The climate crisis is no longer a distant event that might happen in the future. It is here, bringing new and previously unimaginable challenges. Temperatures are rising, rainfall patterns are shifting, and extreme events such as record-high temperatures and heavy rainstorms are becoming more common.
This year in India, the month of February was the hottest so far since 1901. According to a study in The Lancet, published in July 2021, with two decades of data (2000-2019), more than five million people died on average each year worldwide because of extreme temperatures. The Sixth Assessment Report of the Intergovernmental Panel on Climate Change states that extreme heat events will grow with increasing global warming and that every increment of warming matters.
A warmer world we live in
A study by the Centre for Study of Science, Technology and Policy (CSTEP) on the historical climate in India shows that temperature in India has been steadily increasing during both summer and winter. (The author is affiliated with CSTEP.) The recorded increase in maximum and minimum temperature over 30 years (1990-2019) is up to 0.9º C and 0.5º C, respectively.
Summer temperatures have increased by 0.5º C to 0.9º C in many districts in Punjab, Haryana, Uttarakhand, Uttar Pradesh, Bihar, Rajasthan, Gujarat, and the Northeast. Likewise, winter temperatures have also increased by 0.5º C to 0.9º C in 54% of India’s districts, with higher levels of warming in the northern states compared to the southern states.
This increasing heat is a cause of suffering and death in extreme cases. It undermines systems such as agriculture and other climate-sensitive sectors that support the livelihoods and well-being of people and impacts the built environment.
A joint report by the International Federation of Red Cross and Red Crescent Societies (IFRC), the United Nations Office for the Coordination of Humanitarian Affairs, and the Red Cross Red Crescent Climate Centre on preparing for heatwaves states that an extreme-heat event that was likely to happen only once in every 50 years without the influence of humans on climate is now likely to happen five times with human-induced climate change in the same period. If the warming is under 2º C, such events will occur 14 times; if the warming is kept only under 4º C, they will occur almost 40 times.
How much hotter can it get?
Climate projections for the districts of India by the CSTEP study for a 30-year period of 2021-2050 show that the summer maximum temperature will increase even under a ‘moderate emissions’ scenario. The increase is higher under higher emissions scenarios: likely to be greater than 2º C and up to 3.5º C in over 100 districts and 1.5-2º C in about 455 districts.
That’s not all. Even winter minimum temperatures are projected to increase by 0.5º C to 3.5º C in the future. While the highest warming of 2.5º C to 3º C is projected in fewer than 1% of the districts, an increase by 1º C to 1.5º C is projected in about 485 districts.
It is clear that both summer maximum and winter minimum temperatures will increase in the future. This can affect the growth of plants, ecological systems, and even the carbon economy as the extreme variations in temperature between days and nights will affect the quality of the soil.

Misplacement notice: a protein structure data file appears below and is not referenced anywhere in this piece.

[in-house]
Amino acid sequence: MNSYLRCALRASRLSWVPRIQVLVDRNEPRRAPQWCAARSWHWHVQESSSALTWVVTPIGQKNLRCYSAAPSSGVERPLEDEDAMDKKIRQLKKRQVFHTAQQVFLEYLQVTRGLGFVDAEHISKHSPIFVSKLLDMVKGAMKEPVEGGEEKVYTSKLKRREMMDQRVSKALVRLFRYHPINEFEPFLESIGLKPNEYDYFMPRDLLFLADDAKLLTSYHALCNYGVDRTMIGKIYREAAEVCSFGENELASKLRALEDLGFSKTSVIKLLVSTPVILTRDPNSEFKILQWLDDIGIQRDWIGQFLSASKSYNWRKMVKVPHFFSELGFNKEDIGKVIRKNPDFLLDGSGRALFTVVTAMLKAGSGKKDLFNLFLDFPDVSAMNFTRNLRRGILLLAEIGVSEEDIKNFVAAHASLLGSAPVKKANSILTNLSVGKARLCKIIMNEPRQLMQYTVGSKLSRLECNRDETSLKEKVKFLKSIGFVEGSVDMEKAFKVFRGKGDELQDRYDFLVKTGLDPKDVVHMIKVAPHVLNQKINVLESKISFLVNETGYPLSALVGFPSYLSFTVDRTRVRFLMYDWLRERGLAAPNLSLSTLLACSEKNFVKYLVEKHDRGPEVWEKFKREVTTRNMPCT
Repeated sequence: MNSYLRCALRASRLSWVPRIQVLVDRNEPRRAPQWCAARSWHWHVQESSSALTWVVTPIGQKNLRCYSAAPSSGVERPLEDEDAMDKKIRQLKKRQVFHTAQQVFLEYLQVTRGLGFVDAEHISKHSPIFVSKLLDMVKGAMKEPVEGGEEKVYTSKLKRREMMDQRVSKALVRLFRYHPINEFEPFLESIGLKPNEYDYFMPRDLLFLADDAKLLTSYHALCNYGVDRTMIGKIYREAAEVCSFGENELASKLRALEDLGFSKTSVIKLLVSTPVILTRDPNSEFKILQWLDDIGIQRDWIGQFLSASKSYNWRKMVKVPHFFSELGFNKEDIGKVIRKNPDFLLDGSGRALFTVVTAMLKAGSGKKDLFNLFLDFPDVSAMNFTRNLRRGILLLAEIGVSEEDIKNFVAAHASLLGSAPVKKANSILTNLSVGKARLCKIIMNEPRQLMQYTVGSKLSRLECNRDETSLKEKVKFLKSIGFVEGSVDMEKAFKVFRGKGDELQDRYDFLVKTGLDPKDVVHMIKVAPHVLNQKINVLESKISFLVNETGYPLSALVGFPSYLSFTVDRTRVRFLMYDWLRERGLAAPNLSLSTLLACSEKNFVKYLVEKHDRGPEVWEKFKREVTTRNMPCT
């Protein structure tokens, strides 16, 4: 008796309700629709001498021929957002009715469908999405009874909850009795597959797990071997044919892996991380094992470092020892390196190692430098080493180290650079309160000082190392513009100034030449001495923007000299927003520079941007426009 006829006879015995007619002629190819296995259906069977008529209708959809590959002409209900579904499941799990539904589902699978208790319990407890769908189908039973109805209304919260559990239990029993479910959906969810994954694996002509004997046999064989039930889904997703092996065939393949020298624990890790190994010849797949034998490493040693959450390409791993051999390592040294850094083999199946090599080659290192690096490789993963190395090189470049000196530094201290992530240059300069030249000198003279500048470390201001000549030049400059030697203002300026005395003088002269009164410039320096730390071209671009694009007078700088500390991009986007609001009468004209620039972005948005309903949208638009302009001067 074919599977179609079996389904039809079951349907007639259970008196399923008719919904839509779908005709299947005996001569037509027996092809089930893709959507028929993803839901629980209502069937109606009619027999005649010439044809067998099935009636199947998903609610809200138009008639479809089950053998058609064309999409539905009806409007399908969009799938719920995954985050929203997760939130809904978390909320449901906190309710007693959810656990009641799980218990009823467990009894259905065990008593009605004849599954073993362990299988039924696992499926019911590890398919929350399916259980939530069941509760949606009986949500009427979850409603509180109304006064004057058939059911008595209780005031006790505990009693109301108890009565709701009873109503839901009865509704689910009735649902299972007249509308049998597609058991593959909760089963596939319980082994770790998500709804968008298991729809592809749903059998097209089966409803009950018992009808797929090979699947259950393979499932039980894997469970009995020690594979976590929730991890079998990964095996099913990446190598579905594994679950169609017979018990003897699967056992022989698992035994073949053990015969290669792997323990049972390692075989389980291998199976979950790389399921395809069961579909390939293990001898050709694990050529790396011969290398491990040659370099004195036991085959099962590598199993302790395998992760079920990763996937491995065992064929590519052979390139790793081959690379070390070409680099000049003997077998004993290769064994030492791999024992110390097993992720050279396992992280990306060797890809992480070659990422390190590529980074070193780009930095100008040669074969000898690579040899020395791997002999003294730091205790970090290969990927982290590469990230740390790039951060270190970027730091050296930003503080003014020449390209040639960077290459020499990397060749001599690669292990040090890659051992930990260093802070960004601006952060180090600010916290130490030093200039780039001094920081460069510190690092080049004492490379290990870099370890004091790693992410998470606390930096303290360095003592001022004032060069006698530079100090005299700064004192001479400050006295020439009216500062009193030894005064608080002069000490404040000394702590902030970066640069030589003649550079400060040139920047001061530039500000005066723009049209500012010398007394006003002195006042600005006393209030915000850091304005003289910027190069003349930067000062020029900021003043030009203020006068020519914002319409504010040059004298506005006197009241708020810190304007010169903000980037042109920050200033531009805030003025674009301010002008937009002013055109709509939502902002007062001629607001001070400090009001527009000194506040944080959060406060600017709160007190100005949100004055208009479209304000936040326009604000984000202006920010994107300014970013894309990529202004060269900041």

The diurnal temperature range (DTR) – the variation between high air temperature and low temperature during a single day – is also changing. A December 2020 study supported by the Department of Science and Technology reported an alarming decline in DTR between 1991 and 2016 over the north-west, parts of the Gangetic plain, and central India agro-climatic zones. This decline signifies an asymmetric increase in the minimum temperature compared to the maximum, which in turn increases the risk of heat stress. This also leads to drought, crop failure, and higher morbidity and mortality.
The joint report by IFRC and others also states that in the near future, heat waves could meet and surpass the human threshold to withstand them physiologically and socially, leading to large-scale suffering, death, and migration. From an urban perspective, the combined effects of warming and urbanisation will cause a significant increase in the number of people at risk of extreme heat.
According to a 2019 International Labour Organisation report, India is expected to lose 5.8% of working-hours in 2030 due to heat stress. The loss in the agriculture and construction sectors will be 9.04%, which in absolute terms translates to 34 million full-time jobs. The July 2021 study suggests that future death rates caused by extreme heat could be staggeringly high by the end of the century, which is comparable in magnitude to all cancers or all infectious diseases.
The time to act is now
More than ever, it is imperative that states step up and share responsibility with other stakeholders to implement the Sendai Framework for Disaster Risk Reduction through improved early warning systems, creation of public awareness, and formulation of heat action plans.
In addition, we also need to consider innovative strategies to combat extreme heat, such as emergency cooling centres (similar to the ones in Toronto and Paris); survival guides that are strategically displayed to survive extreme heat or heat waves (like in Athens); white roofs (Los Angeles); green rooftops (Rotterdam); self-shading tower blocks (Abu Dhabi); and green corridors (Medellin).
But most of all, it is crucial we prepare district-level heat hotspot maps so that different departments of a State and/or district can design long-term measures to reduce deaths due to extreme heat.
Indu K. Murthy is a Principal Research Scientist heading the Climate, Environment and Sustainability Sector at the Center for Study of Science, Technology and Policy (CSTEP), a research-based think tank.